Print 56 comment(s) - last by Azure Sky.. on Jun 3 at 12:39 PM

BP CEO Tony Hayward  (Source: CBS News, AP Photo/Patrick Semansky)

  (Source: CBS News, AP Photo/Pat Sullivan)

  (Source: Fast Company)
But BP has a new plan

Saturday marked yet another failed attempt to plug the oil leak in the Gulf of Mexico. BP's top kill procedure used more than 1.2 million gallons of mud to suppress oil into the well 5,000 feet below surface in hopes of sealing the well permanently with cement, but most of the mud ended up escaping out of the damaged riser. 

"This scares everybody, the fact that we can't make this well stop flowing, the fact that we haven't succeeded so far," said BP PLC Chief Operating Officer Dough Suttles. "Many of the things we're trying have been done on the surface before, but have never been tried at 5,000 feet."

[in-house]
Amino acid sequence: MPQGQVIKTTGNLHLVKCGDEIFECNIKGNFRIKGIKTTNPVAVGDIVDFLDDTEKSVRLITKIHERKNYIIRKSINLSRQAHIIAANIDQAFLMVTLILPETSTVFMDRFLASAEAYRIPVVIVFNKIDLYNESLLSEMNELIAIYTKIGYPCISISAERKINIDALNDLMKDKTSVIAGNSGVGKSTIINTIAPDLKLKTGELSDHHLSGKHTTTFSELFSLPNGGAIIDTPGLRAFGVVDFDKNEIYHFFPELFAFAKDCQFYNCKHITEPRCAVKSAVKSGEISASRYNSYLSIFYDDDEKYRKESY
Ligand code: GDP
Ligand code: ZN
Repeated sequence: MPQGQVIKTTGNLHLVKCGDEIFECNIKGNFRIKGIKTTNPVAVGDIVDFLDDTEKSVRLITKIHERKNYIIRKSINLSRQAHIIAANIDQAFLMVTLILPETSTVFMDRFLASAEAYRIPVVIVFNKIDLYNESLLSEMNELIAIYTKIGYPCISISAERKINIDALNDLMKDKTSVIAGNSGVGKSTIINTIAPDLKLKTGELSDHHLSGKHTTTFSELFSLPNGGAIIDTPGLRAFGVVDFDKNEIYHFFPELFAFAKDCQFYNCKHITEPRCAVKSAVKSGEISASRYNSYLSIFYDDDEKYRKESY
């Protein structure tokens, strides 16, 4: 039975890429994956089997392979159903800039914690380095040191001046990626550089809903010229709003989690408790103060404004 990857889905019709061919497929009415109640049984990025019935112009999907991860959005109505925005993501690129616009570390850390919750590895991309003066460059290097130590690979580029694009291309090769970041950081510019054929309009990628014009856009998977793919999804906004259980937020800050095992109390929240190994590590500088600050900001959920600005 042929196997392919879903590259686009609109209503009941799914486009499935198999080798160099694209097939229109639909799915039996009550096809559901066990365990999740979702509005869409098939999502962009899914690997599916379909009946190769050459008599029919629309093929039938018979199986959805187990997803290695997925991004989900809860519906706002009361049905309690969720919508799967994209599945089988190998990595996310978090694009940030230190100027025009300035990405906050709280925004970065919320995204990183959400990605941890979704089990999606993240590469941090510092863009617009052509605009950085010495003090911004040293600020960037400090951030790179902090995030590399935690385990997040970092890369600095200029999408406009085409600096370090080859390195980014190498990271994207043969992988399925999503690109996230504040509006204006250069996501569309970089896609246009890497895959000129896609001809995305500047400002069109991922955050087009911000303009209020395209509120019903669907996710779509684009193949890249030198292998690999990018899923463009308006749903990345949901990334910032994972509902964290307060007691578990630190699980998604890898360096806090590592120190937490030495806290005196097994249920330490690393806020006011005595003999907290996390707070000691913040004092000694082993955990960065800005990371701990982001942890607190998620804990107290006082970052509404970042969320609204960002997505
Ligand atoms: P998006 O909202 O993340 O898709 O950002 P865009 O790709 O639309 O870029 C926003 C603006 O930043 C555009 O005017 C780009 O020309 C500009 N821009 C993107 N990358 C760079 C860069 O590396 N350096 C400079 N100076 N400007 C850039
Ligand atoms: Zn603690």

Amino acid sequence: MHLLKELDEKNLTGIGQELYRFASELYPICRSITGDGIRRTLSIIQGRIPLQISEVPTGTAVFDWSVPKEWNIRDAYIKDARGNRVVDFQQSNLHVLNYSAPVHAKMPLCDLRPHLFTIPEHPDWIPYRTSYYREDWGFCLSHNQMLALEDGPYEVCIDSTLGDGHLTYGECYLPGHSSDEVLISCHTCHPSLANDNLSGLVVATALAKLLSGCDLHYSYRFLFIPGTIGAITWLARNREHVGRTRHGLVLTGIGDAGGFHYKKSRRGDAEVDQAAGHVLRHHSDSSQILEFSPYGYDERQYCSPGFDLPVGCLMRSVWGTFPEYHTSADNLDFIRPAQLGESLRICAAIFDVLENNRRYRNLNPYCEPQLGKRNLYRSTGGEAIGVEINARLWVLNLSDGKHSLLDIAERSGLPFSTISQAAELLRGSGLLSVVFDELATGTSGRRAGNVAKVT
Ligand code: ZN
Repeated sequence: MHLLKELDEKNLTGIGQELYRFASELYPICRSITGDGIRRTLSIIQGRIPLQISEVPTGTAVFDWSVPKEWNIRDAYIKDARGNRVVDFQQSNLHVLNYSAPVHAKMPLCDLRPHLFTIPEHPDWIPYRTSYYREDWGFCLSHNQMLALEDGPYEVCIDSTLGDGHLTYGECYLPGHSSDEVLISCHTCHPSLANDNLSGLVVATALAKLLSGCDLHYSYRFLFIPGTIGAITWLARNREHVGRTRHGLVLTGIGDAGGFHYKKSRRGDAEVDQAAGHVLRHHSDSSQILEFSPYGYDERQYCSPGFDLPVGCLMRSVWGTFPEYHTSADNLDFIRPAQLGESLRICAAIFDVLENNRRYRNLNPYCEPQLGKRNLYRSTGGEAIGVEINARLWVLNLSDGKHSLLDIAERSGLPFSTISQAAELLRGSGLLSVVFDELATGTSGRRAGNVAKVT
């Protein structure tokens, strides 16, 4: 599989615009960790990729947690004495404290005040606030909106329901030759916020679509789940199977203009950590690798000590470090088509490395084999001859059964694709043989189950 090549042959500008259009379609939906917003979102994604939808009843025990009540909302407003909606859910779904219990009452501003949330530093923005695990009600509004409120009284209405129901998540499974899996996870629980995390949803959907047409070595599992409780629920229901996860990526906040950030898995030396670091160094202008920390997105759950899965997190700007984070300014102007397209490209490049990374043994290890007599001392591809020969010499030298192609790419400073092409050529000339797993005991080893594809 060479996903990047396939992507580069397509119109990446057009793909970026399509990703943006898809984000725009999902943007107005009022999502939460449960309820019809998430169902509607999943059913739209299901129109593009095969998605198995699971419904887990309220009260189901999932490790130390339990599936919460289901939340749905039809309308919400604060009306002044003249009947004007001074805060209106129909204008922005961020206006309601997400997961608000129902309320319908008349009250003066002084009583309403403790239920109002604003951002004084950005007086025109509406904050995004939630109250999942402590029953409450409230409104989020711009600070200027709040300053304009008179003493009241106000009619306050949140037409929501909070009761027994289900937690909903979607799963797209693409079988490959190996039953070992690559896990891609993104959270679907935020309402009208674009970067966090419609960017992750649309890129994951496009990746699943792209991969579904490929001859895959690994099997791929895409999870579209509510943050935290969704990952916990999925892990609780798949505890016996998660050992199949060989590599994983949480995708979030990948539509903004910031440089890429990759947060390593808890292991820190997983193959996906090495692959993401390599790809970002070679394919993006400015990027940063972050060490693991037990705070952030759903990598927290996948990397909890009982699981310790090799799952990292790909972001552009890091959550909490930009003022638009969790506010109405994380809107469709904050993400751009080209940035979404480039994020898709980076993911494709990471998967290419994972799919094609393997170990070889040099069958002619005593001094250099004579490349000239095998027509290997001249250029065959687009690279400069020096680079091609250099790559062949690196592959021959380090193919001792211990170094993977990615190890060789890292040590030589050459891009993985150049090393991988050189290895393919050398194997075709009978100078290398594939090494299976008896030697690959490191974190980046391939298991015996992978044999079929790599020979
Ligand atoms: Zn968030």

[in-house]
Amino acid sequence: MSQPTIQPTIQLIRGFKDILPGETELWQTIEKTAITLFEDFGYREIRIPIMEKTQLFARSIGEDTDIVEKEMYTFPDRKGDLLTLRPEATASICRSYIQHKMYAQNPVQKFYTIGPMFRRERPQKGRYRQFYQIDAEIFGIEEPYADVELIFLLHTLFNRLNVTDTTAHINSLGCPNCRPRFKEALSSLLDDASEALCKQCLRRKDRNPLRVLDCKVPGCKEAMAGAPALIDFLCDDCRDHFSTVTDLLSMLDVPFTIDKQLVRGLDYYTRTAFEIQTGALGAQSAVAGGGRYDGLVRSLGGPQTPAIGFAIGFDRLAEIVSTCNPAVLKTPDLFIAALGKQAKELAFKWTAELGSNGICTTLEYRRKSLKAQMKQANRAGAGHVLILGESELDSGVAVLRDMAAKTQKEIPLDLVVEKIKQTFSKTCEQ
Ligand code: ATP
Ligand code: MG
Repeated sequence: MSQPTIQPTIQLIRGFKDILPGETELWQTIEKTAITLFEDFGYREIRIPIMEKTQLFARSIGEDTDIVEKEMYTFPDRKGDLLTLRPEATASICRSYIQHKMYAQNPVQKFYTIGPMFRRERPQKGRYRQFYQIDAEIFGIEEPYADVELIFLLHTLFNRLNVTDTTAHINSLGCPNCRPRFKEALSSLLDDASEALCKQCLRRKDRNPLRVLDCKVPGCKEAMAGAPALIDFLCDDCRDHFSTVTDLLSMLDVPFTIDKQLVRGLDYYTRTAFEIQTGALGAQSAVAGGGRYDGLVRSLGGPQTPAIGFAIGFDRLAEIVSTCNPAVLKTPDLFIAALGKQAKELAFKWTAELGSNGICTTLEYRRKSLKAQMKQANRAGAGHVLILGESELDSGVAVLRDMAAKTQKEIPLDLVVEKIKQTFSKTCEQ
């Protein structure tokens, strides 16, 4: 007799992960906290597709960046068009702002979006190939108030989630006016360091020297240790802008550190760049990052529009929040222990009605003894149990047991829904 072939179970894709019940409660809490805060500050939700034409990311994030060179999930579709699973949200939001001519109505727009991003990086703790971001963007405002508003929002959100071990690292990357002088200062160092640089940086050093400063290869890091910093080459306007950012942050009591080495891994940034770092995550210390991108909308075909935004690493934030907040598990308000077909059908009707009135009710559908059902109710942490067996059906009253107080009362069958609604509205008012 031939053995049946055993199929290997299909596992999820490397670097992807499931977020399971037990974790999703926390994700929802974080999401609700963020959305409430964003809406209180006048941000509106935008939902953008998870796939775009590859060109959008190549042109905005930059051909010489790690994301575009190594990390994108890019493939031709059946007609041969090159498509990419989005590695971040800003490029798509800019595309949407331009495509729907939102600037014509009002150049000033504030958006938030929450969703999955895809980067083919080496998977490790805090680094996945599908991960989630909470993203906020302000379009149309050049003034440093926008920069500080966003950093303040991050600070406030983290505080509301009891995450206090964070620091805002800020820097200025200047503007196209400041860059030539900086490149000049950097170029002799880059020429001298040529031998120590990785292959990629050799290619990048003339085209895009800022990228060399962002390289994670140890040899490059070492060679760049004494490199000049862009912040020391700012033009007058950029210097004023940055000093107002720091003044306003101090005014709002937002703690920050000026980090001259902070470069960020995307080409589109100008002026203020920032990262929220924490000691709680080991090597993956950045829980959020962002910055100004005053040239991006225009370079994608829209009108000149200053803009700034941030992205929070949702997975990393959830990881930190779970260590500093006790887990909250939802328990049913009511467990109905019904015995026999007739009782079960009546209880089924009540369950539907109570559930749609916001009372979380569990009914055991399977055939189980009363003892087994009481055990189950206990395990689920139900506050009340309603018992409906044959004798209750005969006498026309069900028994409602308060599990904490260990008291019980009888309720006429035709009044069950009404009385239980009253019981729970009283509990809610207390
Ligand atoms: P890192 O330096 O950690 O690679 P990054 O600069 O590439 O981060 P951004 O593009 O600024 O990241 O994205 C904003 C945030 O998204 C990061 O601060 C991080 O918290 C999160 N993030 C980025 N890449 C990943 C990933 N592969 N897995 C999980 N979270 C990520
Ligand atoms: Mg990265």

Since the Deepwater Horizon drilling rig exploded and the oil leak began six weeks ago, BP has tried and failed with several attempts such as robot submarines to close valves on the blowout preventer, large and small-sized domes to contain the leak, a one mile long siphon that only collected 900,000 gallons of oil and now, a failed top kill procedure. According to government figures, between 18 million and 40 million gallons of oil has been spilled into the Gulf. 

Despite these failures, BP already has a new plan in motion. The next step is to use robot submarines to cut the riser where the oil is leaking and try to cap it with a containment valve while using a new pipe to siphon oil up to containment ships on the surface. 

Suttles says that "cutting off the damaged riser isn't expected to cause the flow rate of leaking oil to increase significantly," though experts have mentioned that the bend in the riser was likely restricting the flow of oil and cutting it and adding a new containment valve could be a risk.

"We're confident the job will work but obviously we can' guarantee success," said Suttles.